This subproject is one of many research subprojects utilizing the resources provided by a Center grant funded by NIH/NCRR. Primary support for the subproject and the subproject's principal investigator may have been provided by other sources, including other NIH sources. The Total Cost listed for the subproject likely represents the estimated amount of Center infrastructure utilized by the subproject, not direct funding provided by the NCRR grant to the subproject or subproject staff. Helicobacter pylori commonly infects the human stomach, where it causes inflammation (gastritis) in all individuals and peptic ulcer disease or gastric cancer in some. Although the infection can be treated with antibiotics, this approach is limited by the requirement for multiple drugs administered over a prolonged period of time, by antimicrobial resistance, and by recurrence of infection after treatment. Numerous H. pylori vaccines have been studied in the mouse model, but sterilizing immunity has typically not been achieved, and the results have rarely been extended to primates. The goal of this proposal is to perform a translational, preclinical study to determine the feasibility of using immunization with the outer membrane proteins, BabA and BabB, together with a novel adjuvant, to prevent and treat experimental H. pylori infection in non-human primates. The project brings together the expertise of the Born lab, which discovered and characterized BabA in a series of elegant studies, and the Solnick lab, which has developed and exploited the specific pathogen free (SPF) rhesus macaque model of H. pylori. Preliminary experiments suggest that immunization with BabA and a novel, non-toxic derivative of cholera toxin (CTA1-DD) is highly effective for prophylactic and therapeutic immunization in mice. Experiment 1 will examine protection from H. pylori challenge in specific pathogen free (SPF) rhesus macaques after immunization with purified BabA and BabB plus CTA1-DD, CTA1-DD alone, or control. Experiment 2 will examine the efficacy of immunization with BabA and BabB plus CTA1-DD for primary therapy of experimental H. pylori infection in macaques, and as an adjunct to antibiotic therapy to prevent reinfection upon secondary challenge. The primary endpoint will be quantitative cultures of gastric biopsies performed two and eight weeks after challenge. We will also examine BabA- and BabB-specific antibodies in serum, gastric juice, and feces, as well as histopathology to evaluate inflammation and the topography of infection. If the encouraging results from mouse studies can be replicated in non-human primates, they would serve as the basis for PhaseI/II clinical trials in humans. Helicobacter pylori is a common infection that causes peptic ulcer disease and gastric cancer. Although infection can be treated with antibiotics, this approach is limited by antibiotic resistance and recurrence of infection after treatment. The goal of this proposal is to determine the effectiveness of an Helicobacter pylori vaccine in non-human primates. These experiments could lead to development of a vaccine to prevent and treat Helicobacter pylori infection, which would likely reduce the frequency of peptic ulcer disease and gastric cancer.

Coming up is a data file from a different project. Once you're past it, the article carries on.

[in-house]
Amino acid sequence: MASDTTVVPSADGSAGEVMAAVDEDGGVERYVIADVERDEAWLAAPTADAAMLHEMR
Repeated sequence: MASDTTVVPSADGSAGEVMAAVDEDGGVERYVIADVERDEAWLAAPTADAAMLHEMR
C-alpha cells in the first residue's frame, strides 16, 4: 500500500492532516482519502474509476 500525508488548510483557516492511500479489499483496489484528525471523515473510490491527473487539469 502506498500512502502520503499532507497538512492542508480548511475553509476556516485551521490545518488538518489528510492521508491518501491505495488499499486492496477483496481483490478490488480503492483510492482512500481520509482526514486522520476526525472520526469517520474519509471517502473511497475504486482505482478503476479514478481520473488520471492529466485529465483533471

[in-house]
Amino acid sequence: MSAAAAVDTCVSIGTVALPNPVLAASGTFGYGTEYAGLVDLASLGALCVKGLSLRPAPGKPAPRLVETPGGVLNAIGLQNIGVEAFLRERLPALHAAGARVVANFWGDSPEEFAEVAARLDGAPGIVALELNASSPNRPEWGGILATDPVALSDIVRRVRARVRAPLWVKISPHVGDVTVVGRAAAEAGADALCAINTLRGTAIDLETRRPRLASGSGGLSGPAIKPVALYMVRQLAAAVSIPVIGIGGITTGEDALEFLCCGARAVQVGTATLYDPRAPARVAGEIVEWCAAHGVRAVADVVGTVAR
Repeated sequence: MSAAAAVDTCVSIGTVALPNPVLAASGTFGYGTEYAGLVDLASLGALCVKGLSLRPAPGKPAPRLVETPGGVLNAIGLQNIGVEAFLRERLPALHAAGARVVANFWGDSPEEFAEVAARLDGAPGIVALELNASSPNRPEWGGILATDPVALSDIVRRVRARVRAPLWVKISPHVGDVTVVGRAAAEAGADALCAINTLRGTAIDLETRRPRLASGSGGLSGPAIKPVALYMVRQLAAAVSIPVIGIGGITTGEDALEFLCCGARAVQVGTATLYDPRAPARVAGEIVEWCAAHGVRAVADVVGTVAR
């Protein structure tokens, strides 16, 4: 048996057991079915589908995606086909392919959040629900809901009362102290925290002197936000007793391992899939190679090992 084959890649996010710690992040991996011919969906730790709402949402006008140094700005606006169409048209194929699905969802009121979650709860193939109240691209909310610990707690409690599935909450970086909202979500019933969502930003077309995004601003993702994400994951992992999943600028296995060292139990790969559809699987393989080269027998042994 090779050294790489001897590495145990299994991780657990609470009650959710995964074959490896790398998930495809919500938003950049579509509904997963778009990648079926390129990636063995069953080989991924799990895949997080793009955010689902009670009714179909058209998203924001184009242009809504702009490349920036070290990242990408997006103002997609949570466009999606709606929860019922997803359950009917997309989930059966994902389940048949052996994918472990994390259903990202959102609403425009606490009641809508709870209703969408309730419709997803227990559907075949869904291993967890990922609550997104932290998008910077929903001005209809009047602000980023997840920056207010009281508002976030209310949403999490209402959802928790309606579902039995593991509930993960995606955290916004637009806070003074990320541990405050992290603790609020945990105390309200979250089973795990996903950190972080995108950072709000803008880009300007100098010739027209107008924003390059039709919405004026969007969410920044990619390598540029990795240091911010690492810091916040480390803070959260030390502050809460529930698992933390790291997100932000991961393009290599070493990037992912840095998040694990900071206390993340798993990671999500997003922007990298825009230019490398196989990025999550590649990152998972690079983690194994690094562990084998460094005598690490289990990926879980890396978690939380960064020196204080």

National Institute of Health (NIH)
National Center for Research Resources (NCRR)
Primate Research Center Grants (P51)
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Special Emphasis Panel (ZRR1-CM-5 (01))
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University of California Davis
Veterinary Sciences
Schools of Veterinary Medicine
United States
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